Roommate Revolution: Building relationships with your present and future roommates

Photo Credit: Jessica Lin

Roommate-horror stories aren’t just urban legend. Many students find themselves going home to a real-life horror movie when they have a bad relationship with their roommate. 

Roommates widely influence your ability to feel safe, comfortable and at peace in your living space. It’s important to look at methods to find a good roommate, address sensitive issues and evaluate the kind of roommate you are. 

Choosing roommates
When looking to pick a good candidate for your roommate, these are all important factors to consider. 

1. Living habits 
The most characteristic of a cohabitant is identifying someone whose lifestyle matches up with yours. If it’s 10 p.m. on a Tuesday and you’re trying to go to sleep, but your roommate just invited five friends over to hangout, then they may not be the best match for you.

Similarly, if you’re sharing a bathroom or have a kitchen, make sure your roommate has the same standard of cleanliness. How often do they clean the bathroom and keep dirty dishes in the sink? Address these topics before moving in together in order to make sure there isn’t resentment because one person is doing all the cleaning.

2. Friendship (optional)
While it’s obviously desirable to have a roommate who is also your friend, it’s not necessary. Don’t put friendship as the highest priority on your list of good roommate factors. Often, old friendships can be strained when living in tight quarters. It’s difficult to bring up issues regarding money or cleanliness with someone you may feel overly comfortable with.  Friendship can grow between roommates, but it’s most important that there’s mutual respect when living with another person.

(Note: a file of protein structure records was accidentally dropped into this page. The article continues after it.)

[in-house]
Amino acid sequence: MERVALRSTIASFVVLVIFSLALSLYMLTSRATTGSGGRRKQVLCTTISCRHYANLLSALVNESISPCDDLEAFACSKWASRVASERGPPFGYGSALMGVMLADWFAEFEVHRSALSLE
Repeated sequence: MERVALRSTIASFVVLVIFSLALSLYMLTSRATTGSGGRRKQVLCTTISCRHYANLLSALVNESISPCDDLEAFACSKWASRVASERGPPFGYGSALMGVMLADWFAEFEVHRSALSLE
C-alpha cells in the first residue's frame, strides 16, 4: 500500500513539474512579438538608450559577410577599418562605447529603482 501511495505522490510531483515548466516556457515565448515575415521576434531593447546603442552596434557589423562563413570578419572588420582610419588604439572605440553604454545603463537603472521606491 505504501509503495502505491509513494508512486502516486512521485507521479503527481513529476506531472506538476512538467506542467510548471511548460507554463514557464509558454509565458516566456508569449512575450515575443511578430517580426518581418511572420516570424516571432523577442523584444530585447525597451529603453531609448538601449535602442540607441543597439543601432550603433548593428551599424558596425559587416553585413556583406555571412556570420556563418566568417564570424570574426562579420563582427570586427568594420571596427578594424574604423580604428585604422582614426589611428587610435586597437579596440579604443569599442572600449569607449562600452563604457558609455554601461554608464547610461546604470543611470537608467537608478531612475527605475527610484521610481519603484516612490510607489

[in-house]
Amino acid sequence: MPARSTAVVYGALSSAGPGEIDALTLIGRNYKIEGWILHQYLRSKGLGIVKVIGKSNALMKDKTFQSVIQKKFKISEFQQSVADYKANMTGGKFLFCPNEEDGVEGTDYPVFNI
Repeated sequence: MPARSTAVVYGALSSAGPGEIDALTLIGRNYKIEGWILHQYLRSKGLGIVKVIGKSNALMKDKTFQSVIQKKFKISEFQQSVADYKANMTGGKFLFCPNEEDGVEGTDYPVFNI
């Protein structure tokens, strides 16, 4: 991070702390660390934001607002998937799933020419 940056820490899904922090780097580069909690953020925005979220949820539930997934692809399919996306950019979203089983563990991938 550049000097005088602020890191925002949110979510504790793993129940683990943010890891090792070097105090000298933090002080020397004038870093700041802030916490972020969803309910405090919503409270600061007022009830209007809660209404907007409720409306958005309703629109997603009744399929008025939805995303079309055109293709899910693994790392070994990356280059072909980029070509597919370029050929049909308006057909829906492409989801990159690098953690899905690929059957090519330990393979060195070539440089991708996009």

3. The initiation
When asking someone to be your roommate, always think about a person who is likely in need of a roommate for the next semester/school year and who will want to live in a similar apartment or dorm as you. Also think about someone you know socially, whose lifestyle is similar to yours. Don’t be afraid to just ask them if they’re looking for a roommate next year and tell them to take a few days and think about it. If they turn you down, don’t take it personally. It’s likely a conflict in lifestyle. As the saying goes, there are plenty of fish in the sea. 

Addressing difficult issues and setting boundaries
Conflicts will arise with you and your roommate. They may be small like someone forgetting to lock the door behind them or more serious like refusing to clean the bathroom. Approach the problem as soon as you notice it and always have an open line of communication. Make sure to clearly state your concerns to your roommate without making it sound like an accusation or an ultimatum.

They will most likely be open to listen and make a change, but if not, talk to your resident assistant or other roommates you have who may be able to bring in an outside perspective. Worst-case scenario: you may have to leave and find a new living arrangement to feel safe and at peace. Whatever you do, don’t hold in your concerns. That will only let the problem fester and grow. 

Being a good roommate 
As corny as it may be, the golden rule applies perfectly here: Treat others as you would want to be treated. Respect and empathy are key factors in a good roommate. Even if you and your roommate are completely different people, always be willing to compromise and respect each other’s life decisions. Remember that your living situation is in many ways just a method to cut down the cost of living for both parties.  

Being respectful also means paying rent on time, doing your share of the chores and following through on the promises you make about having guests over or buying groceries. Do these simple things and your roommate is bound to love you. 
The roommate experience doesn’t have to be something out of a horror movie. If you’re selective and respectful, the person you’re sharing a home with could become a great friend.